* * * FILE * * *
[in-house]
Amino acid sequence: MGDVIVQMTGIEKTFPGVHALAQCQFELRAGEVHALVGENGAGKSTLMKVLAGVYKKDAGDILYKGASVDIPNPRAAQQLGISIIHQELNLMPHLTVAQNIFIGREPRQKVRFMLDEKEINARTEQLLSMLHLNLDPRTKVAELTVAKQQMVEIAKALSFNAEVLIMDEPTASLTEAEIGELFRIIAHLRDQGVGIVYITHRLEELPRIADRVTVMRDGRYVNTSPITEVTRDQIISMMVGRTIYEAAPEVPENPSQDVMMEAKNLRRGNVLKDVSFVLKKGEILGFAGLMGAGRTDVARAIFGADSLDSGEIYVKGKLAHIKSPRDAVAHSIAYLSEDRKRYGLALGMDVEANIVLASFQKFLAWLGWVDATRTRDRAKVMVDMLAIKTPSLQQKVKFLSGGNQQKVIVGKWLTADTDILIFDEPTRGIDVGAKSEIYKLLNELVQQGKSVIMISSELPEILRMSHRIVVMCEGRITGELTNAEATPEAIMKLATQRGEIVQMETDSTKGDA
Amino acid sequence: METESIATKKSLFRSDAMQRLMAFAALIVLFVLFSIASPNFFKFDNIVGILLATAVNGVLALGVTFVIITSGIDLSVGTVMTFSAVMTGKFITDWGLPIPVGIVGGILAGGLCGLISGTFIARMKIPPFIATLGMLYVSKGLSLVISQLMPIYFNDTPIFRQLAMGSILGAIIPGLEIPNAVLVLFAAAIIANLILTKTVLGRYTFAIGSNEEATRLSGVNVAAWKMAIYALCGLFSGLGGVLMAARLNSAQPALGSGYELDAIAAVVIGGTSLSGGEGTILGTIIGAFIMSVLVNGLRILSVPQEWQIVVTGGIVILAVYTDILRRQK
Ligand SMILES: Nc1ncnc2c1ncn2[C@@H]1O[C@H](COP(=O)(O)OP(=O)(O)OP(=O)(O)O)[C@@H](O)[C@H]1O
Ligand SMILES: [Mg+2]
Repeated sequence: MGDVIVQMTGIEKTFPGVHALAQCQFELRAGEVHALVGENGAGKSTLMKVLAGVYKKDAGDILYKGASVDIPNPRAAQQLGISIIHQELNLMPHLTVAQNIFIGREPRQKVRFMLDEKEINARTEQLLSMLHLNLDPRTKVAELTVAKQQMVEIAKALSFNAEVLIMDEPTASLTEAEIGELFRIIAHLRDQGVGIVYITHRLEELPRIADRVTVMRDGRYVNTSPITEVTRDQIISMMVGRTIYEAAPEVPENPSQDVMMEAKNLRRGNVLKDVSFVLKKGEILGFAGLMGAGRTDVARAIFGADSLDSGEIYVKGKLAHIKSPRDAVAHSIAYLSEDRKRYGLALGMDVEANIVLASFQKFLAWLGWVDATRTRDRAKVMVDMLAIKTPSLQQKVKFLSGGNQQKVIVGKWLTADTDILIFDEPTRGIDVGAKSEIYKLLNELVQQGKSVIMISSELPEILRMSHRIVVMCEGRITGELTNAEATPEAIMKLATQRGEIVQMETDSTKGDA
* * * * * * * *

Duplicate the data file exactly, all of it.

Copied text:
[in-house]
Amino acid sequence: MGDVIVQMTGIEKTFPGVHALAQCQFELRAGEVHALVGENGAGKSTLMKVLAGVYKKDAGDILYKGASVDIPNPRAAQQLGISIIHQELNLMPHLTVAQNIFIGREPRQKVRFMLDEKEINARTEQLLSMLHLNLDPRTKVAELTVAKQQMVEIAKALSFNAEVLIMDEPTASLTEAEIGELFRIIAHLRDQGVGIVYITHRLEELPRIADRVTVMRDGRYVNTSPITEVTRDQIISMMVGRTIYEAAPEVPENPSQDVMMEAKNLRRGNVLKDVSFVLKKGEILGFAGLMGAGRTDVARAIFGADSLDSGEIYVKGKLAHIKSPRDAVAHSIAYLSEDRKRYGLALGMDVEANIVLASFQKFLAWLGWVDATRTRDRAKVMVDMLAIKTPSLQQKVKFLSGGNQQKVIVGKWLTADTDILIFDEPTRGIDVGAKSEIYKLLNELVQQGKSVIMISSELPEILRMSHRIVVMCEGRITGELTNAEATPEAIMKLATQRGEIVQMETDSTKGDA
Amino acid sequence: METESIATKKSLFRSDAMQRLMAFAALIVLFVLFSIASPNFFKFDNIVGILLATAVNGVLALGVTFVIITSGIDLSVGTVMTFSAVMTGKFITDWGLPIPVGIVGGILAGGLCGLISGTFIARMKIPPFIATLGMLYVSKGLSLVISQLMPIYFNDTPIFRQLAMGSILGAIIPGLEIPNAVLVLFAAAIIANLILTKTVLGRYTFAIGSNEEATRLSGVNVAAWKMAIYALCGLFSGLGGVLMAARLNSAQPALGSGYELDAIAAVVIGGTSLSGGEGTILGTIIGAFIMSVLVNGLRILSVPQEWQIVVTGGIVILAVYTDILRRQK
Ligand SMILES: Nc1ncnc2c1ncn2[C@@H]1O[C@H](COP(=O)(O)OP(=O)(O)OP(=O)(O)O)[C@@H](O)[C@H]1O
Ligand SMILES: [Mg+2]
Repeated sequence: MGDVIVQMTGIEKTFPGVHALAQCQFELRAGEVHALVGENGAGKSTLMKVLAGVYKKDAGDILYKGASVDIPNPRAAQQLGISIIHQELNLMPHLTVAQNIFIGREPRQKVRFMLDEKEINARTEQLLSMLHLNLDPRTKVAELTVAKQQMVEIAKALSFNAEVLIMDEPTASLTEAEIGELFRIIAHLRDQGVGIVYITHRLEELPRIADRVTVMRDGRYVNTSPITEVTRDQIISMMVGRTIYEAAPEVPENPSQDVMMEAKNLRRGNVLKDVSFVLKKGEILGFAGLMGAGRTDVARAIFGADSLDSGEIYVKGKLAHIKSPRDAVAHSIAYLSEDRKRYGLALGMDVEANIVLASFQKFLAWLGWVDATRTRDRAKVMVDMLAIKTPSLQQKVKFLSGGNQQKVIVGKWLTADTDILIFDEPTRGIDVGAKSEIYKLLNELVQQGKSVIMISSELPEILRMSHRIVVMCEGRITGELTNAEATPEAIMKLATQRGEIVQMETDSTKGDA